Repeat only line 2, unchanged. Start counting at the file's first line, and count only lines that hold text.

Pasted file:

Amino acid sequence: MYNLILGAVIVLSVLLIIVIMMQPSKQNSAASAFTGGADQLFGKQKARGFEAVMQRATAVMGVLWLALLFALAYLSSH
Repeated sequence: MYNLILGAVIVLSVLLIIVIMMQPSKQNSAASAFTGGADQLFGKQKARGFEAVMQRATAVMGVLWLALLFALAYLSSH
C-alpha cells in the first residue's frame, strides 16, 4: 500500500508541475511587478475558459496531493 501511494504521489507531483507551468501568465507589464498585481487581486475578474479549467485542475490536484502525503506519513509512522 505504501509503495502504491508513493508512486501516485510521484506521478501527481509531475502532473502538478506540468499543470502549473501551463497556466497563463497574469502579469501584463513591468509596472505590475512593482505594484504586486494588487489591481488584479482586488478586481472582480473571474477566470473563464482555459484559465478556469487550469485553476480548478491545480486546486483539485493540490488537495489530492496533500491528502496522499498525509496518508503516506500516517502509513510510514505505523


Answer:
Repeated sequence: MYNLILGAVIVLSVLLIIVIMMQPSKQNSAASAFTGGADQLFGKQKARGFEAVMQRATAVMGVLWLALLFALAYLSSH